Style Sheets


The previous sessions have looked at how we can present our content so that machines such as screen readers, text browsers and search robots can understand our message. This lesson looks at how we can layout the content on a page so that it looks interesting to visual users without introducing barriers for disabled users. You are probably fairly conversant with Cascading Style Sheets (CSS), so this lesson should really be a simple reminder, but do take notice of the need to use proportional dimensions towards the end of this lesson.

Separating style from content.

The basic HTML page that we used in previous sessions contained no formatting instructions to define how the page looks on a browser. Instead it just gives the semantics, in other words, tells the browser or assistive technology what each piece of content is. If it is a paragraph, a list, heading etc. We now need to make the page look more interesting to visual users. We do this by using an external style sheet to apply the styles we want to each piece of content. Each HTML element can have a unique identity (id), or a general type (class) so that the browser knows how to style it by looking at the instructions in a special style sheet (CSS).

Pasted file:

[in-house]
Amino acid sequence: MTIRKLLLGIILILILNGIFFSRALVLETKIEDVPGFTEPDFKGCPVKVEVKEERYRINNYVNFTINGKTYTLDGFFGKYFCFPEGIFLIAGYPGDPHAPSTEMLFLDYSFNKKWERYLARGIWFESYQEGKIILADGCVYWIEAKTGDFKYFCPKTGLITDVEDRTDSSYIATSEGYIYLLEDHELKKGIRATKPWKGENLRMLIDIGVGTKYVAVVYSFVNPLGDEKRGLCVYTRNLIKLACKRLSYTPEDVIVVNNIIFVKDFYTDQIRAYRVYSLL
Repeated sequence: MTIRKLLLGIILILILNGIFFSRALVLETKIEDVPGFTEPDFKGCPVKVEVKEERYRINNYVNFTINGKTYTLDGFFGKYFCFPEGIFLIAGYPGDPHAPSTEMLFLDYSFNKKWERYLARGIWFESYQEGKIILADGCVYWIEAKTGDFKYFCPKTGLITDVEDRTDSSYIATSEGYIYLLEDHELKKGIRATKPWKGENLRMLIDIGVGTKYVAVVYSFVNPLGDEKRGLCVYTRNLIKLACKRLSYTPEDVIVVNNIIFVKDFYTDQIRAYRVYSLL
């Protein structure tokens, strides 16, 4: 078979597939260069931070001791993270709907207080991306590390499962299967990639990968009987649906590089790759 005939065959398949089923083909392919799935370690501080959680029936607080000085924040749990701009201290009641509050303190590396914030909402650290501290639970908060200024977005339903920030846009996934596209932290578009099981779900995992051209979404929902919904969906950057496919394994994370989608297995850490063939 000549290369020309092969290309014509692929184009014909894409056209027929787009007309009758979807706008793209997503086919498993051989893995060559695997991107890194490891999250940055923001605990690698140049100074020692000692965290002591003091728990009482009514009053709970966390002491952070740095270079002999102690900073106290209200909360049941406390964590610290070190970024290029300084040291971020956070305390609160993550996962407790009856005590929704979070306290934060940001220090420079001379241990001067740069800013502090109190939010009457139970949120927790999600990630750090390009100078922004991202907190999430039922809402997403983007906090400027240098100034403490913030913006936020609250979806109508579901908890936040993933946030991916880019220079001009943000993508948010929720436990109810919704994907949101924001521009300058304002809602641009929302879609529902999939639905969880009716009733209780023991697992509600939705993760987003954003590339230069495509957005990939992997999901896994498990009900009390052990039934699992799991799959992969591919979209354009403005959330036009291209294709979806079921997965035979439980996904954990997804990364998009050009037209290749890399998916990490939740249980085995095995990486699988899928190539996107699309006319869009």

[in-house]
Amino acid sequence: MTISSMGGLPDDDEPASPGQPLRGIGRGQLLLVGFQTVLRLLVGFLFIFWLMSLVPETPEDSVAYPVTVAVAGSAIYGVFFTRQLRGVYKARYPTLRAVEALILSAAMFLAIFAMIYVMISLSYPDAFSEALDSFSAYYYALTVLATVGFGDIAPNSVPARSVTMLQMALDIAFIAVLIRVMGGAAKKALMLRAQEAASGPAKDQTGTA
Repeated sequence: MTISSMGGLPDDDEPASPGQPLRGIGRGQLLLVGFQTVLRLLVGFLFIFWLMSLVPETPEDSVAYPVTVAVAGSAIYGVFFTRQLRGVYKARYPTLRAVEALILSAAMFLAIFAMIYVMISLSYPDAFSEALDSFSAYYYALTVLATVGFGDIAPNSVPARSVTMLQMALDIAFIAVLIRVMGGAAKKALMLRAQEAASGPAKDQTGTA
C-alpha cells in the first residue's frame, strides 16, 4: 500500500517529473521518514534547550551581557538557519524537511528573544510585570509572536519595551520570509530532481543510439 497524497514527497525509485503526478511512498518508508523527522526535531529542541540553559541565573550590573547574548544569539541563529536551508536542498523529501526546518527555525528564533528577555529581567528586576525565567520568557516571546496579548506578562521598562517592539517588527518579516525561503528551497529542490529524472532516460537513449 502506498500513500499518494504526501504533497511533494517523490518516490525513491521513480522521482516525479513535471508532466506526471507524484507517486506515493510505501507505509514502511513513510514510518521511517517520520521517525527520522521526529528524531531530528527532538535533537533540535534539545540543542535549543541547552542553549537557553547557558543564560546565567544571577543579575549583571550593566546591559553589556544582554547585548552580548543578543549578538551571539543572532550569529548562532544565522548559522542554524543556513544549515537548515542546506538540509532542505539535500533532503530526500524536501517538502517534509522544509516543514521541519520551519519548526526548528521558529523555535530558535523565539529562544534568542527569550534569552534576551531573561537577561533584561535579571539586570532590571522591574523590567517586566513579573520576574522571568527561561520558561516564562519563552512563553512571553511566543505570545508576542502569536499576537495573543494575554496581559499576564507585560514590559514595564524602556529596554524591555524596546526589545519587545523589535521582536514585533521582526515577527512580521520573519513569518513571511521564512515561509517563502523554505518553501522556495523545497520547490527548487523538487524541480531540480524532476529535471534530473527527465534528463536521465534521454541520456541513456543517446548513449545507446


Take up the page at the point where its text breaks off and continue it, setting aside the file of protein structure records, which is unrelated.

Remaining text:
Accessibility Benefits of style sheets

Style sheets allow you to control the rendering, e.g. fonts, colours, margins, typefaces, and other aspects of style, of a Web document without compromising its structure. They separate the style from the content and therefore leave your basic HTML page correctly structured for assistive software such as screen readers.

  • You can define the look of a site in one file, and change the whole site by changing just the one file.
  • The HTML code becomes simpler and more manageable because you don't have any style or layout information within it.
  • By using relative measurements in your style sheet your documents will be flexible and properly displayed on any monitor at any resolution.
  • CSS has been designed to deal with issues which HTML was not. Assistive software will simply ignore your style sheets so they can focus on the page content and semantics. Often applying their own styles to suit the needs of the user.
  • Cascading means that the last style defined is the one applied, therefore if the user prefers a different font face or colour scheme they can over-ride your original specification. If you define colours or styling in html code the user cannot over-ride it
  • Style sheets can also improve the printing of Web documents. Paper has different properties than a computer screen and the differences can be accounted for in a separate "print" style sheet.
  • Separate CSS documents can also be written for speech enabled devices such as screen readers, they can produce rich aural presentations by describing pauses intonation, and other components of speech along with non-speech sound cues.
  • Styles can be written to support new devices in the future without the need to re-write the HTML content.